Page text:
Fraternizing with the Slighted

I have to say, there are few things like writing an incindiary post and a week later being introduced to one of the people you were writing about. That’s exactly what happened to me Saturday night. I heard that Lee Development Group and Live Nation (Fillmore) had booths next to each other, so I thought I would go down and take a look.

At the booth, I ran into Mike Deigel, who has been part of the long-term, ongoing effort to bring live music to Silver Spring. He also arranged a meeting with some local bloggers and Live Nation’s Ted Mankin. Last night we started chatting, and he asked me if I had ever met Bruce Lee. I hadn’t, but I have now.

I was, unfortunately, introduced as the author of this blog, so there was no hiding anything. Even after the rancor of my earlier partisan post (before which I had been thoroughly pro-Fillmore), Bruce was nothing but gracious and informative. I told him my concerns, and he told me the view from his side of the fence. I’m frustrated as hell, as are a lot of people (including Bruce). I feel like I have a much deeper understanding of recent events and will throw out some thoughts for you to ponder:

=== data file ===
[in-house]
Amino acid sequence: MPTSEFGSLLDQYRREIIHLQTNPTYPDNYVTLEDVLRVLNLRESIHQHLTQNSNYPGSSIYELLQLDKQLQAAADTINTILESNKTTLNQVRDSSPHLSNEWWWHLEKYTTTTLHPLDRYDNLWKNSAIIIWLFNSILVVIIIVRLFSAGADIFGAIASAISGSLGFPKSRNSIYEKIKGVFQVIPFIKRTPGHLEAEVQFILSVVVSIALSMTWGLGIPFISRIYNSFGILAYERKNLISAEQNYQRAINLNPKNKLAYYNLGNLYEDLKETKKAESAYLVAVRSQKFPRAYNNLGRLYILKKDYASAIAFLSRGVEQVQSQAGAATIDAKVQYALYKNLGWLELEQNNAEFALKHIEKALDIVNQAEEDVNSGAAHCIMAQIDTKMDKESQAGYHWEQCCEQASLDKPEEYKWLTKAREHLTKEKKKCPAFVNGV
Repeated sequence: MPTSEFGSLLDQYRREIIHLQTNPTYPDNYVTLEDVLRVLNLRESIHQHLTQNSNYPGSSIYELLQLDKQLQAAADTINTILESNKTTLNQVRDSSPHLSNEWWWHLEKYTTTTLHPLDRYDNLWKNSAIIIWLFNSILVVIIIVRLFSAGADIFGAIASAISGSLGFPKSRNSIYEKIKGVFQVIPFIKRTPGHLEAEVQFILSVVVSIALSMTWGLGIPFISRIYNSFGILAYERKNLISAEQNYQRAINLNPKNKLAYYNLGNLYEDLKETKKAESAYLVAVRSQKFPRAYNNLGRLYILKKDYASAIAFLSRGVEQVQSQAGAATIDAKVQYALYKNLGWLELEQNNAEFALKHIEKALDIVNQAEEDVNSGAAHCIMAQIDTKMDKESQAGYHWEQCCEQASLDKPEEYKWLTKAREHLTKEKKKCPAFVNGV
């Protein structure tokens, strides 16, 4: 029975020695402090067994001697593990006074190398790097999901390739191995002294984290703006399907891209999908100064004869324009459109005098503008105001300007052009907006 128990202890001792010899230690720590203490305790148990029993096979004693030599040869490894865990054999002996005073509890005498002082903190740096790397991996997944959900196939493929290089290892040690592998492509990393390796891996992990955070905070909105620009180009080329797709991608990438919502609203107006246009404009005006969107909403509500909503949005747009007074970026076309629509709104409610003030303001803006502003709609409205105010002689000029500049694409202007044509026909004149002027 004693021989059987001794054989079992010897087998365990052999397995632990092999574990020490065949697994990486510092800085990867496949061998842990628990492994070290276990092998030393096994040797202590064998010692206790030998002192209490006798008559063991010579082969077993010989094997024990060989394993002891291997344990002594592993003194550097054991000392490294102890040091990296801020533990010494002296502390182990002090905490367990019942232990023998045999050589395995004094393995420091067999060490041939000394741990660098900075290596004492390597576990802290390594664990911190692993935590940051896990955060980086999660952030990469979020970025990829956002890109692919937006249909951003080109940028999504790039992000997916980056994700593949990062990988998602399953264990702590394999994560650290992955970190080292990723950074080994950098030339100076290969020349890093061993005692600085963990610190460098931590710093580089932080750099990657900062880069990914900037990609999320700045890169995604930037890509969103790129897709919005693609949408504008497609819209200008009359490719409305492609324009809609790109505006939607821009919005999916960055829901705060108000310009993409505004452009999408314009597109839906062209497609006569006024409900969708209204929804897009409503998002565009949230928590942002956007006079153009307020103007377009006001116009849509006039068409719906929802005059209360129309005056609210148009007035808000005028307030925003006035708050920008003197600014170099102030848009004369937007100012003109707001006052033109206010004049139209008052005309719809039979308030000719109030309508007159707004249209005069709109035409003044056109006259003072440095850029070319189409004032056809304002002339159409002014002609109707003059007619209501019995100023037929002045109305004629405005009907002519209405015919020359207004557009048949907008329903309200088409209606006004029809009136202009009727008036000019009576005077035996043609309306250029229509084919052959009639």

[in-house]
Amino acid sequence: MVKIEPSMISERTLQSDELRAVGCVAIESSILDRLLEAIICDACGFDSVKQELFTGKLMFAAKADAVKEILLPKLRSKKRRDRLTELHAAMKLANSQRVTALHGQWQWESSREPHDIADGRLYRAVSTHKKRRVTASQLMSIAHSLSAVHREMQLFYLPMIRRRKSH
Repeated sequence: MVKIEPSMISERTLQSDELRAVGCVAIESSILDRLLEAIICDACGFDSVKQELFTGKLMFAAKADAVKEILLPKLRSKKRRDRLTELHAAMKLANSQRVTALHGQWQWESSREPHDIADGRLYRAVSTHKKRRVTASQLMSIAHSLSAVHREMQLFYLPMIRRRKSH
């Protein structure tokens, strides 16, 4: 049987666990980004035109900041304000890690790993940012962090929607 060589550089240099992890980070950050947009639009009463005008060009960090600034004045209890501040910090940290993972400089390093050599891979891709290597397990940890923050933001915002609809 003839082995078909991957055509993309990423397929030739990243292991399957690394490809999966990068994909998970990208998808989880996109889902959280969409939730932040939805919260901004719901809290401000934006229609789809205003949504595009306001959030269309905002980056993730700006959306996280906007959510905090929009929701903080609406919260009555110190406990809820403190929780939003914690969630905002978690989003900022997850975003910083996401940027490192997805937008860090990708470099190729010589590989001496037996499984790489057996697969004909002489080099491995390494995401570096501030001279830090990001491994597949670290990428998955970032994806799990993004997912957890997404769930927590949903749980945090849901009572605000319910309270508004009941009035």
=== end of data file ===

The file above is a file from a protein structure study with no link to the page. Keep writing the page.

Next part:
1. About that 15 years-with-no-additional-approval thing
According to Bruce, they would still have to go through a normal development approval process for what they build. What they asked for is that the current regulations apply over the next 10 years (with an option for an additional five years). This way they could build when the market conditions were right and not have to worry about less-than-sane Mongtomery County officials (MoCoLoCo) changing things so drastically as to make development inordinately prohibitive. I’m fine with this.

2. Seth Hurwitz would never build a club here
This is one I’m not so sure of. I understand the trepedation of some, and the attitude that Seth is just in it to kill the deal and eliminate competitors, but I don’t buy it. Call me crazy or jaded or idealistic, but if there is money to be had in this market for live music (and I’d like to think there is), I can’t see I.M.P. taking the deal and walking away with an empty building for the next 30 years. It just doesn’t fly with me. And Montgomery County would find a way to screw him over anyway if he tried it.

3. The Lee Family is in it for their own self-interest
Not really. Not any more than any company that has a fiduciary duty to its stakeholders and the bottom line. As the charter president of the Greater Silver Spring Chamber of Commerce and president of Lee Development Group, I’d wager he is decidedly pro-business. At the same time, he’s fighting against a County that just increased the corporate tax rate from 7% to 8.25%. Don’t get me wrong – I’m a tax-paying, Hillary-loving-turned-Obama-supporting Democrat. Tax-and-spend is ok if done the right way. But in a time and place where economic development is vital, Montgomery County increasing the corporate tax by 1.25% seems counter-productive.

Notice a trend here?